Table of Contents

The frictional resistance to motion of a belt conveyor has always been a subject of intensive studies and research by engineers throughout the years. Numerous informations have been developed by analysing series of field tests on belt conveyors of different characteristics and carrying different materials at various capacities.

Within certain limits of weight per unit length and tension, the theoretical considerations and the analysis of the field tests, both in the US and abroad, resulted in the development of similar formulas. In general these formulas are safe to use up to the following limits:

Tension average ≤ 7500 Kg

Weight per unit length ≤ 450 Kg/m

**General**

Primary resistances to motion of a belt conveyor are the frictional resistances of moving belt, components and load and the resistance at the belt line to lifting or lowering the load.

The work done in lifting or lowering a given load on a belt conveyor is an exact amount, whose computation is defined by physical laws; therefore the resistance to motion in lifting or lowering the load is directly proportional with the load and the power requirements can be easily calculated as follows:

HPlift = Constant x H x Q (hp)…………………………………………..(1)

H = lift (m)

Q = capacity (TPH)

Frictional resistances to motion, however are more of an impirical nature and a function of many factors, not always fully understood and difficult to express mathematically. Good results were nonetheless obtained from field measurements on conveyors with predetermined dimensions and loads, verifying within limits, results from formulas based on impirical values.

The coefficient of friction can be expressed in a formula consisting of the following components:

Where:

Ky1 = Coefficient of Imprint resistance

Ky2 = Coefficient of Belt flexing

Ky3 = Coefficient of Material flexing over idlers

**Frictional Resistance Due to Imprint (Ky1)**

The phenomenon of the imprint of the belt on the idlers can be assumed to be similar with the phenomenon of the imprint of a wheel or roller on a flat surface when the surface is yielding. We know from experiments, although the coefficient of rolling resistance was assumed to be constant, that the resistance varies with the radius of the wheel, the weight of the wheel, the nature of the surface and the velocity.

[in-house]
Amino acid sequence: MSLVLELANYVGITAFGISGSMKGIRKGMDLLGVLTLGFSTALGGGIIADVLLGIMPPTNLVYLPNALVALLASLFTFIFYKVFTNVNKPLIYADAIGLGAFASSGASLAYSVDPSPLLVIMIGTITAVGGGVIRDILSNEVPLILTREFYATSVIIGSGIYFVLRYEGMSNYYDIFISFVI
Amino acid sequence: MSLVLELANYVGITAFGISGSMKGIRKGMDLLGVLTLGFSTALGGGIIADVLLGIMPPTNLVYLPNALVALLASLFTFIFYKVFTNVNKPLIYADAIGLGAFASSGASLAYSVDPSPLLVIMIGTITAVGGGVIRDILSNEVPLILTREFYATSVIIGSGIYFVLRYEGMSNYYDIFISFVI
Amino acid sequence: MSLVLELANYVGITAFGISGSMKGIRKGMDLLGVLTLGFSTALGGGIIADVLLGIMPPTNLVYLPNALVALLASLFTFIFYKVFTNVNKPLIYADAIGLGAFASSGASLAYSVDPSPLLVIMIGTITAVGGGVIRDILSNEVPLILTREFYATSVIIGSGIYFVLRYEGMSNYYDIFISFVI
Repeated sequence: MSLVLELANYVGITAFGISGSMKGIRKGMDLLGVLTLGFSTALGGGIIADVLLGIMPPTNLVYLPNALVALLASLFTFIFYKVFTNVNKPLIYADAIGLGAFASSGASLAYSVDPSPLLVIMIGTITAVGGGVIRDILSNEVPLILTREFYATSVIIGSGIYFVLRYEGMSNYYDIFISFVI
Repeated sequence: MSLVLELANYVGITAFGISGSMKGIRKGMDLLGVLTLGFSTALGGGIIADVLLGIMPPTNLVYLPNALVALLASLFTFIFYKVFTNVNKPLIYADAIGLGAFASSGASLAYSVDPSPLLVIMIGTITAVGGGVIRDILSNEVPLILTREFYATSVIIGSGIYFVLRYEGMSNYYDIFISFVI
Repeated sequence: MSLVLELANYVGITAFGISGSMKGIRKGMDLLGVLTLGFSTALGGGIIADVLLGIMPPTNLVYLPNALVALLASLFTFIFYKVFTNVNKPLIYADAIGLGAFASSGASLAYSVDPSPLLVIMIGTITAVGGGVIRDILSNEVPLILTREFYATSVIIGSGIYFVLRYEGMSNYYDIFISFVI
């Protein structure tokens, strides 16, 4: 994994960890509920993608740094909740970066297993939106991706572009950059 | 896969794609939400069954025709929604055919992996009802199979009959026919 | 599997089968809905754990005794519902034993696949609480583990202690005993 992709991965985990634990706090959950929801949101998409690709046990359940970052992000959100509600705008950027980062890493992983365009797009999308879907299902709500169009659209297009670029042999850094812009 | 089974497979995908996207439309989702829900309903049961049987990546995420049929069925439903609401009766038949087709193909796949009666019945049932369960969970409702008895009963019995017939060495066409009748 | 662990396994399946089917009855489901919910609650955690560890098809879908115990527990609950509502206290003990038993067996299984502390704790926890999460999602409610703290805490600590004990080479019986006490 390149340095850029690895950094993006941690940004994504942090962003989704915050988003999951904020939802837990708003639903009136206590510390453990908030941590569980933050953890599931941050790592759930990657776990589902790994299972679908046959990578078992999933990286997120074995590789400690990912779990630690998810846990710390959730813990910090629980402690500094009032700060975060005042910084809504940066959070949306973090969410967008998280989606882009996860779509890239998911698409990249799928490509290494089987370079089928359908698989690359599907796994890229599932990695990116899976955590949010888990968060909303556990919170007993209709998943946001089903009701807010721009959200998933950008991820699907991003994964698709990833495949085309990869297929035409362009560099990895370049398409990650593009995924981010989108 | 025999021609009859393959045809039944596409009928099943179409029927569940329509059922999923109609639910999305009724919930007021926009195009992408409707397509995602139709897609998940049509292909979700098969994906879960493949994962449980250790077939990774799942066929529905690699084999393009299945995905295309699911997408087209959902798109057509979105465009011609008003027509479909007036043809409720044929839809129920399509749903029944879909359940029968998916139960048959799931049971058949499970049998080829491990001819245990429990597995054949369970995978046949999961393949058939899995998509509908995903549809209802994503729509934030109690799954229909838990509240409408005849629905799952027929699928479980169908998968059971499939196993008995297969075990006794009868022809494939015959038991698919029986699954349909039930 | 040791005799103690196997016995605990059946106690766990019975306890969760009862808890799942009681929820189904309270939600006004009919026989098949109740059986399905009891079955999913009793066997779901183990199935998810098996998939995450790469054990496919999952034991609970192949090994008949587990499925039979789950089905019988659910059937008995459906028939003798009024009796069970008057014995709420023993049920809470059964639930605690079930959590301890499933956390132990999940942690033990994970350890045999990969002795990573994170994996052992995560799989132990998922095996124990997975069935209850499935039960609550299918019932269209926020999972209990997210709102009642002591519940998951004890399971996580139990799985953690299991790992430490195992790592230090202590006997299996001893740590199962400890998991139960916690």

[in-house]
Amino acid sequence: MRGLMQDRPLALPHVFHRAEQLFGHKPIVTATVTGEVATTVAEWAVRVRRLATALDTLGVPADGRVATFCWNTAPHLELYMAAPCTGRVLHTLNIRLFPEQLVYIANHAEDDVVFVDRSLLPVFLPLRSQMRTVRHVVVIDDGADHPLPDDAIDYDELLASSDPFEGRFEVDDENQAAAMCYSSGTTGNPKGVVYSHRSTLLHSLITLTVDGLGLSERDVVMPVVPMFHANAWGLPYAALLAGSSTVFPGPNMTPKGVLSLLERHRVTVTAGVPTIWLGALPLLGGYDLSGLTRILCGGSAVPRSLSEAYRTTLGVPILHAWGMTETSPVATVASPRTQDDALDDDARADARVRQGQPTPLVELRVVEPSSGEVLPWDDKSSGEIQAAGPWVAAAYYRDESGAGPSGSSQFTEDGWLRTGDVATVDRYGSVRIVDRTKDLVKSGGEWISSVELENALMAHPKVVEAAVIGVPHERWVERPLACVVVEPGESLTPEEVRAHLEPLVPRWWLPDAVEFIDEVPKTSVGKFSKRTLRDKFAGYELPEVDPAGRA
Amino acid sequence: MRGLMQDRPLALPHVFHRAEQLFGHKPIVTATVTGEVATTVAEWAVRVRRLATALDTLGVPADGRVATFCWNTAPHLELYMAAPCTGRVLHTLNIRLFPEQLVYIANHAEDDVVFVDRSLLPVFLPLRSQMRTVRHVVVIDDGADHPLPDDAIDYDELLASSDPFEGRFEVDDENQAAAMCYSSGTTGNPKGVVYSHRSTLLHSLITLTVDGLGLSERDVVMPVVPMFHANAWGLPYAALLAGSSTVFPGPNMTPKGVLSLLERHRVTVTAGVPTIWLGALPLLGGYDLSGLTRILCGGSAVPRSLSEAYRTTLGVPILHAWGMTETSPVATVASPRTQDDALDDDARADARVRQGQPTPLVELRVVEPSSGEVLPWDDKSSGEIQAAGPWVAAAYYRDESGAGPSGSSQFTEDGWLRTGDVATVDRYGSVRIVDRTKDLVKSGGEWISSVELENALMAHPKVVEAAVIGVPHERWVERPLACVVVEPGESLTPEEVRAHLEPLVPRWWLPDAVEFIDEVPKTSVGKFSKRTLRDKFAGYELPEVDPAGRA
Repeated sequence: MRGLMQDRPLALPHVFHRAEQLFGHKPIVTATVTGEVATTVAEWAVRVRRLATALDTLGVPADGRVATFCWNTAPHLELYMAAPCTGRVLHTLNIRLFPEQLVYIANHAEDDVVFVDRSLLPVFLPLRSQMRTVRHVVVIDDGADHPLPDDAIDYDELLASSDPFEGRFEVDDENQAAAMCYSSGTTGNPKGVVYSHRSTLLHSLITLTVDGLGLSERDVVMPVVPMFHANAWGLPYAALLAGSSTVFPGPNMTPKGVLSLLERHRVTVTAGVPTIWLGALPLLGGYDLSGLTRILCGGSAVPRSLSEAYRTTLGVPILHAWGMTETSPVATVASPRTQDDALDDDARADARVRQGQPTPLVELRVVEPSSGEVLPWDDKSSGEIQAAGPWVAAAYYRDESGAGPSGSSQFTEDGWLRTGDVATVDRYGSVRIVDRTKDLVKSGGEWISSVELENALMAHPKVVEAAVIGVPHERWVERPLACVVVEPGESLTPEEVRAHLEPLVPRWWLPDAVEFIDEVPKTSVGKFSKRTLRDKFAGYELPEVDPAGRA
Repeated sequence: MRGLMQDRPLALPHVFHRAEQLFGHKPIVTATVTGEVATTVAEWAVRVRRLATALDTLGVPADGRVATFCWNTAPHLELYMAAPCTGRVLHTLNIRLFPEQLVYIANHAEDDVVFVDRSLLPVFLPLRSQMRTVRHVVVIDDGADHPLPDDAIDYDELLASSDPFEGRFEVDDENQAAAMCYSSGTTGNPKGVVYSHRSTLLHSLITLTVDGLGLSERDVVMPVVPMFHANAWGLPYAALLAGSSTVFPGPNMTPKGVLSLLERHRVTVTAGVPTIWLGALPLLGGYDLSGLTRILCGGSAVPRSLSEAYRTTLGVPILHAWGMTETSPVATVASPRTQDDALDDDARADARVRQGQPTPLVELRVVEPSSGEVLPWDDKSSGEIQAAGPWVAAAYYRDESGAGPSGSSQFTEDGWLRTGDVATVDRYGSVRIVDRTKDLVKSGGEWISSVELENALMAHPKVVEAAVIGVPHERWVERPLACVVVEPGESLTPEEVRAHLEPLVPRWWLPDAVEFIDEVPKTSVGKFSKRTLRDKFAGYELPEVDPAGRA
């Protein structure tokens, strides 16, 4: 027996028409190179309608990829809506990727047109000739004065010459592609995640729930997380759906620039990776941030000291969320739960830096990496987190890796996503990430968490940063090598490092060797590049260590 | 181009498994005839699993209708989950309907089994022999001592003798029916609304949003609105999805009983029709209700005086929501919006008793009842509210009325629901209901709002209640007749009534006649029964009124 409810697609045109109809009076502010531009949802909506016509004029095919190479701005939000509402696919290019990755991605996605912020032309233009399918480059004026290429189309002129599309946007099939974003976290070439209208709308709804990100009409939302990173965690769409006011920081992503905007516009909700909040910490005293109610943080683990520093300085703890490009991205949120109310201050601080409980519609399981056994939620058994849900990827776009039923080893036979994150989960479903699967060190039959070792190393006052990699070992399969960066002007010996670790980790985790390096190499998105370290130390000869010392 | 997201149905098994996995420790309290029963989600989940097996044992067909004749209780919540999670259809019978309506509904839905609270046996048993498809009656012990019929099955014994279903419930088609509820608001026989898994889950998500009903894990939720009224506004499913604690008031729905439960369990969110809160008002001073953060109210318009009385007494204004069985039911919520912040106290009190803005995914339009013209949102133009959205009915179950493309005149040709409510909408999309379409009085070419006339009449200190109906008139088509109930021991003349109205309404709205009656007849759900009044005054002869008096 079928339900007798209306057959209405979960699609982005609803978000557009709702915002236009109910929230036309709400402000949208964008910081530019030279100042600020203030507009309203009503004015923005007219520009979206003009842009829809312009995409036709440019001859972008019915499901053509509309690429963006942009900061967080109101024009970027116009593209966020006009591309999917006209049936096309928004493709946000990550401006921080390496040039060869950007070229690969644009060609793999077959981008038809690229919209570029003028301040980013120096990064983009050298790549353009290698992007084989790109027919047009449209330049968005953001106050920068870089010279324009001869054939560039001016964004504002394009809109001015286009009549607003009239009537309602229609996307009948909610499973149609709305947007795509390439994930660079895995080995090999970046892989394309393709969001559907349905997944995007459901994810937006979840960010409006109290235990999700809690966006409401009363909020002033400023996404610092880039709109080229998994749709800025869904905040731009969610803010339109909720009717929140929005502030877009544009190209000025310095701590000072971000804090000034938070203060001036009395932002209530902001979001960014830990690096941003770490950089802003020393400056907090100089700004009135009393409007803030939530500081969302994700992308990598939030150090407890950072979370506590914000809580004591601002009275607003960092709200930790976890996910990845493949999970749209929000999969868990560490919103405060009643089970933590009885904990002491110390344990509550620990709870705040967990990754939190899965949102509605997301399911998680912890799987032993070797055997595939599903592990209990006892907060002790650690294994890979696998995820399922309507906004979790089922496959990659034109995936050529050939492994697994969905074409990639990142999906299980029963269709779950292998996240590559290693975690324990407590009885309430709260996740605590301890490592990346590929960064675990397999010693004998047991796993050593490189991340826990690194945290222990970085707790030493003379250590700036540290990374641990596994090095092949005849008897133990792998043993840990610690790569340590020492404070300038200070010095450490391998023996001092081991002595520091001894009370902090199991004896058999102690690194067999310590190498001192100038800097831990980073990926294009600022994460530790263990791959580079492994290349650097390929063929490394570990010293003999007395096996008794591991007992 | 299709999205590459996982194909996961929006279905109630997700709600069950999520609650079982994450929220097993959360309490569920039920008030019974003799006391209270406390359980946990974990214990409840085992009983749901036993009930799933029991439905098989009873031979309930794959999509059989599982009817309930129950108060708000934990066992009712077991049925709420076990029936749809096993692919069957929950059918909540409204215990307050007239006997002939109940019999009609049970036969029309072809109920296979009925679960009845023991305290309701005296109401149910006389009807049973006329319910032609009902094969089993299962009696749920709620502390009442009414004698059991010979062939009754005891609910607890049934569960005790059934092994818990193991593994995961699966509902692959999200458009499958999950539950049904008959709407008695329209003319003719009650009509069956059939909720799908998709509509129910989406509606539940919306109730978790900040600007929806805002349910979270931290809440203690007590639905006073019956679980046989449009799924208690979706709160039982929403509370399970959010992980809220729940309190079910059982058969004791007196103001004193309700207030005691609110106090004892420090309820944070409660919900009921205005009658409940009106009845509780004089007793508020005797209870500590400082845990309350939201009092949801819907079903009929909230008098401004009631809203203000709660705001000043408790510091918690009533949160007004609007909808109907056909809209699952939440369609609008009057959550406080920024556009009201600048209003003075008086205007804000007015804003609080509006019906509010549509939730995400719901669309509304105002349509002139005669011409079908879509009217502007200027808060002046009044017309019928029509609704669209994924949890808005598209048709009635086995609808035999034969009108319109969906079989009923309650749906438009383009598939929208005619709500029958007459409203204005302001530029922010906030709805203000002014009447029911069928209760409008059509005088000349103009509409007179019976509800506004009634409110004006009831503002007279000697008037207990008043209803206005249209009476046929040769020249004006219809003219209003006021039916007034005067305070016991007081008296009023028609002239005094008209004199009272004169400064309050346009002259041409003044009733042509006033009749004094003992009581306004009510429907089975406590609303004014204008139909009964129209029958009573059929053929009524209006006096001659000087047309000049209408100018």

Comparing the imprint resistance on moving belts with the rolling resistance of a wheel and analysing experiments we find, that the imprint frictional resistance is a function of the following factors:

a) Weight of the material carried and of the belt per unit length (Wm + Wb);

b) Troughing angle, type, diameter of rolls and spacing of the idlers;

c) Type, thickness, cover hardness of the contacting cover and average belt tension of the conveyor belt;

d) Speed of the belt.

**Belt and Material Flexing Resistance (Ky2 + Ky3)**

The belt and material flexing between the idlers produce a resistance to motion; this resistance is a function of the: idler spacing, idler type, sag, weight of belt and material as well as the characteristics of the material.

Considering the phenomenon static and comparing the belt flexure with the flexure of an elastic beam on two supports, the resistance to flexure will be direct proportional with Hb³ and Hm³, where Hb and Hm are the vertical heights of the belt and material. These values vary depending on the type of idler and troughing angle.

Comparative dimensions for a 84″ conveyor based on layout and catalog information reveal that the material height (Hm) does not change appreciably from a 3 roll to a 4 roll idler. However, the belt height Hb for a 4 roll idler is approx. 5% lower than on a 3 roll idler. Therefore the resistance of the belt to flexing will be smaller for the 4 roll idler.

The frictional resistance “Ky” is made up of three components: IMPRINT, BELT FLEXING AND MATERIAL FLEXING RESISTANCE.

For a conveyor or a system with given characteristics the frictional resistance “Ky” can be expressed as a function of the weight per unit length and tension only. Therefore it varies throughout the length of the conveyor.

The frictional resistance formula can be expressed as follows:

Where:

Wm + Wb = kg/cm

Tave = Average tension in metric tons

a, a1, m, n = coefficients as indicated before